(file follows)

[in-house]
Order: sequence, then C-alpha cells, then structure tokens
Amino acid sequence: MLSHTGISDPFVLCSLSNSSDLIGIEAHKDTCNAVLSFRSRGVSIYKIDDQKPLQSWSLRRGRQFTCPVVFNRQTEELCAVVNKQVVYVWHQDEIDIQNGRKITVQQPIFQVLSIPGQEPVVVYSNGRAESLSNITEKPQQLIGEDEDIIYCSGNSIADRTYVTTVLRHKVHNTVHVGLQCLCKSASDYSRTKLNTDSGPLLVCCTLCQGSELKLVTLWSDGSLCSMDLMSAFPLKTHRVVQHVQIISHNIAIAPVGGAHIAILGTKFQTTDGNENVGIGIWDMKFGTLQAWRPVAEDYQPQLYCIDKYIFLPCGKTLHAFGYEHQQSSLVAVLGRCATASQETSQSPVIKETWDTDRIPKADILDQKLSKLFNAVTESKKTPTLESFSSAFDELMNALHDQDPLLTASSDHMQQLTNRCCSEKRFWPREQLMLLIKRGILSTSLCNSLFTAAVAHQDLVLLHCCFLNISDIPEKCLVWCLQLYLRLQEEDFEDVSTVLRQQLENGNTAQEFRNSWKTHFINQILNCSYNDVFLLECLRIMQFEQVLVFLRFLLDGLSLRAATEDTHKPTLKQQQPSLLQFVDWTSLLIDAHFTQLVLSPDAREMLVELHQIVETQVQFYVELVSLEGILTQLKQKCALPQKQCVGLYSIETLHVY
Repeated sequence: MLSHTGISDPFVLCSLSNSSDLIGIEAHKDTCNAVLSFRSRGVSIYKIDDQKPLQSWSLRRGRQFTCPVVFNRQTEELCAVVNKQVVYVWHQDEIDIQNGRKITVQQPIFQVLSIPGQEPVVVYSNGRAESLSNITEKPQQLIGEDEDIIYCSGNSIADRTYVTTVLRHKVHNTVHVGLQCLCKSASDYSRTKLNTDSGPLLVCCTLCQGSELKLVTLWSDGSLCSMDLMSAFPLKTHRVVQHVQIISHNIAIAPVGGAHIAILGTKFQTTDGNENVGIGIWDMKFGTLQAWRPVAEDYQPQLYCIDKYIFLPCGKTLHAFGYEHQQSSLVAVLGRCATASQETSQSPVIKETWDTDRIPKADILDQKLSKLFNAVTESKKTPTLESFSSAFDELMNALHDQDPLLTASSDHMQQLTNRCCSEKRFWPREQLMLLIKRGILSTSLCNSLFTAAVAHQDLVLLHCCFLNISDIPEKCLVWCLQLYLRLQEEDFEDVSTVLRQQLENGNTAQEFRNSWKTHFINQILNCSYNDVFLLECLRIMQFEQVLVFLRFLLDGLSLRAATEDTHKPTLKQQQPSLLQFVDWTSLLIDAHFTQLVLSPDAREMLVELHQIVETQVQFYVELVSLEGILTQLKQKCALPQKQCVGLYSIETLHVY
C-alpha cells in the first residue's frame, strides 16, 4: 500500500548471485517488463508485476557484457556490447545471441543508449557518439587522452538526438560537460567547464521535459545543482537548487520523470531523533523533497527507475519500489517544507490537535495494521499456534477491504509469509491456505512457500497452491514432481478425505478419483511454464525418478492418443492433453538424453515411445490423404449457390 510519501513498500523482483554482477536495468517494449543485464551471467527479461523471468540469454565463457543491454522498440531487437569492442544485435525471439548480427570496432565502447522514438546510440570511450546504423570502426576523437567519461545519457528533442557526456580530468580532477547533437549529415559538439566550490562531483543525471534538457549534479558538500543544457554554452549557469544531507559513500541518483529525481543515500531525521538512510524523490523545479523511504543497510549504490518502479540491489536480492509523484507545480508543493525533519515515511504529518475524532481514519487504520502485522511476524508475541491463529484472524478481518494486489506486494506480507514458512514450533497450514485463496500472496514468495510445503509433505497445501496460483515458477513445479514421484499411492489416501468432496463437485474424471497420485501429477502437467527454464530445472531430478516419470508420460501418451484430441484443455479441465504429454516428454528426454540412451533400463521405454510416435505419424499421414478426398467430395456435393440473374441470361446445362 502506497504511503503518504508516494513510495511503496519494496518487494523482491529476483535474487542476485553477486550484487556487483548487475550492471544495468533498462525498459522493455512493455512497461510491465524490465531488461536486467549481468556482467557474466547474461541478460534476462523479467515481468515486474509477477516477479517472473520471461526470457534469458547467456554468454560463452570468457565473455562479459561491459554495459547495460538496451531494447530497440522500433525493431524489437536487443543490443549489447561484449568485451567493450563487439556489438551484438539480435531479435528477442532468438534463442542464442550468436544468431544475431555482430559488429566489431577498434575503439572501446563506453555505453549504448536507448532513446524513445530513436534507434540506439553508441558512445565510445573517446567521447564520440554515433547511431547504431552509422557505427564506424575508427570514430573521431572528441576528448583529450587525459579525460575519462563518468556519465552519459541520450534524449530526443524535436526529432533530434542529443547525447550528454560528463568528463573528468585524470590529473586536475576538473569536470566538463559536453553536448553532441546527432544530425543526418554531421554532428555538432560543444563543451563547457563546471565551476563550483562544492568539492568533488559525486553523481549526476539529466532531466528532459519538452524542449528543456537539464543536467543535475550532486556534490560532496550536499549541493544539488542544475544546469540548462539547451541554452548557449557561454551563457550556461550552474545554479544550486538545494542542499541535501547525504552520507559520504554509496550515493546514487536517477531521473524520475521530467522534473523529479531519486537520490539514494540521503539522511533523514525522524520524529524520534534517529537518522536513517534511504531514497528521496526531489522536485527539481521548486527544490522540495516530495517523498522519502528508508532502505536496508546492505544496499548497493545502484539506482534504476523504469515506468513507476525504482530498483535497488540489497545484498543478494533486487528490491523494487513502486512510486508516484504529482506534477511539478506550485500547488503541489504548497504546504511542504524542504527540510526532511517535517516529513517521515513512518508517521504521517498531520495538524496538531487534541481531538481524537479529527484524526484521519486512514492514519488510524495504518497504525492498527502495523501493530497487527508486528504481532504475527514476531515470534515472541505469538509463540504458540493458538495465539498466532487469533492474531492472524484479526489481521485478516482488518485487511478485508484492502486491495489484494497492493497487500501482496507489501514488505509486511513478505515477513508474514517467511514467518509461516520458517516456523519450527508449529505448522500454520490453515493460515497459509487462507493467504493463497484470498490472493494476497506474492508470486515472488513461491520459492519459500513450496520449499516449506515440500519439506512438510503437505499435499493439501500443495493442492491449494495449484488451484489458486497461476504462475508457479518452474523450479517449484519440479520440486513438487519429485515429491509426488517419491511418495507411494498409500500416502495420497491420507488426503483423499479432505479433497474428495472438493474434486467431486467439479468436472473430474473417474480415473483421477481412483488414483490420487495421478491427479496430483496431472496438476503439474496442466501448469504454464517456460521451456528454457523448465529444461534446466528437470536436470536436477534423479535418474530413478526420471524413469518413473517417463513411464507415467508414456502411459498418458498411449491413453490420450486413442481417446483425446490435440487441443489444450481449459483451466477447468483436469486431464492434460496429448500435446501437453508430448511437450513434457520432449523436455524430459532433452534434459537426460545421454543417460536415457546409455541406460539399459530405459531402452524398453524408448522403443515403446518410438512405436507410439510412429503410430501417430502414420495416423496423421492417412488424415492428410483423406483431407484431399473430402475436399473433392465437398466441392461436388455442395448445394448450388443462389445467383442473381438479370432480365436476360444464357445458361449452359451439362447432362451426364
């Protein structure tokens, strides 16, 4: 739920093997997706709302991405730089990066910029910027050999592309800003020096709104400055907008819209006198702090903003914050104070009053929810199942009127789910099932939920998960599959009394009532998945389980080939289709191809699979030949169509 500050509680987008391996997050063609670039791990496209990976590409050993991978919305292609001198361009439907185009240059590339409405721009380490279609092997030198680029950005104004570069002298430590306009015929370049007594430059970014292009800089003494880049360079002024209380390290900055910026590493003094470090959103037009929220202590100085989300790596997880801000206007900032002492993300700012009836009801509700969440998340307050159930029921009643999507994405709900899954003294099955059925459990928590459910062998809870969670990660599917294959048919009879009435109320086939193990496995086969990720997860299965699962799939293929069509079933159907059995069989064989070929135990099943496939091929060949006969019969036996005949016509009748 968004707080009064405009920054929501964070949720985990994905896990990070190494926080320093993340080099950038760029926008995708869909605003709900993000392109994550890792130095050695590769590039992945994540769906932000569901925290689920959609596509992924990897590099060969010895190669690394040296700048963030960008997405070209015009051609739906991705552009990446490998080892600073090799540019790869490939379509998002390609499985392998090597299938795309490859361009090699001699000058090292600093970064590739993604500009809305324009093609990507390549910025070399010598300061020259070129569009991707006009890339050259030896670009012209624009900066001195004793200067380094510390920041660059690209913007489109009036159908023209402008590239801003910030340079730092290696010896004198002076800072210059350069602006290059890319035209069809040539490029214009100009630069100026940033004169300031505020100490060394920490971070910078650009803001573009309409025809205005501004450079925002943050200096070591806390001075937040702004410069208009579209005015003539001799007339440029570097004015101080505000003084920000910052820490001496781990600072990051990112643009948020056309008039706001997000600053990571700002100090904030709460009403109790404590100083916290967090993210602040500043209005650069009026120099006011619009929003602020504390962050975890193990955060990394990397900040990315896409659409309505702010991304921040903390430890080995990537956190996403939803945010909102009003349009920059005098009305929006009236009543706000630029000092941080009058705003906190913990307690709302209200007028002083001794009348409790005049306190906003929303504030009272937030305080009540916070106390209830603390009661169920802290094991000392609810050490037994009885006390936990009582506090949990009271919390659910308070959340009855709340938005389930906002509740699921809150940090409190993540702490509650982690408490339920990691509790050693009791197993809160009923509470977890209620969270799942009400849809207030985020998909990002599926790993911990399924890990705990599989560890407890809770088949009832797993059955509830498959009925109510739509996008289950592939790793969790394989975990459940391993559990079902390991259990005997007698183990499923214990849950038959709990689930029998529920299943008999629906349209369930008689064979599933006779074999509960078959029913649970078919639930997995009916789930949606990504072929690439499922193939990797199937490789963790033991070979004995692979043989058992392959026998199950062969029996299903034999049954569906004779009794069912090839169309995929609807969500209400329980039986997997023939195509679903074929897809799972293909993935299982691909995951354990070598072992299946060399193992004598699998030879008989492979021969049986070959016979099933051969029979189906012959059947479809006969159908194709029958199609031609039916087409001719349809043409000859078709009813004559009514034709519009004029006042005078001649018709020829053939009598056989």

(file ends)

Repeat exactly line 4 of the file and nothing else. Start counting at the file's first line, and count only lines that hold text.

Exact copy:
Repeated sequence: MLSHTGISDPFVLCSLSNSSDLIGIEAHKDTCNAVLSFRSRGVSIYKIDDQKPLQSWSLRRGRQFTCPVVFNRQTEELCAVVNKQVVYVWHQDEIDIQNGRKITVQQPIFQVLSIPGQEPVVVYSNGRAESLSNITEKPQQLIGEDEDIIYCSGNSIADRTYVTTVLRHKVHNTVHVGLQCLCKSASDYSRTKLNTDSGPLLVCCTLCQGSELKLVTLWSDGSLCSMDLMSAFPLKTHRVVQHVQIISHNIAIAPVGGAHIAILGTKFQTTDGNENVGIGIWDMKFGTLQAWRPVAEDYQPQLYCIDKYIFLPCGKTLHAFGYEHQQSSLVAVLGRCATASQETSQSPVIKETWDTDRIPKADILDQKLSKLFNAVTESKKTPTLESFSSAFDELMNALHDQDPLLTASSDHMQQLTNRCCSEKRFWPREQLMLLIKRGILSTSLCNSLFTAAVAHQDLVLLHCCFLNISDIPEKCLVWCLQLYLRLQEEDFEDVSTVLRQQLENGNTAQEFRNSWKTHFINQILNCSYNDVFLLECLRIMQFEQVLVFLRFLLDGLSLRAATEDTHKPTLKQQQPSLLQFVDWTSLLIDAHFTQLVLSPDAREMLVELHQIVETQVQFYVELVSLEGILTQLKQKCALPQKQCVGLYSIETLHVY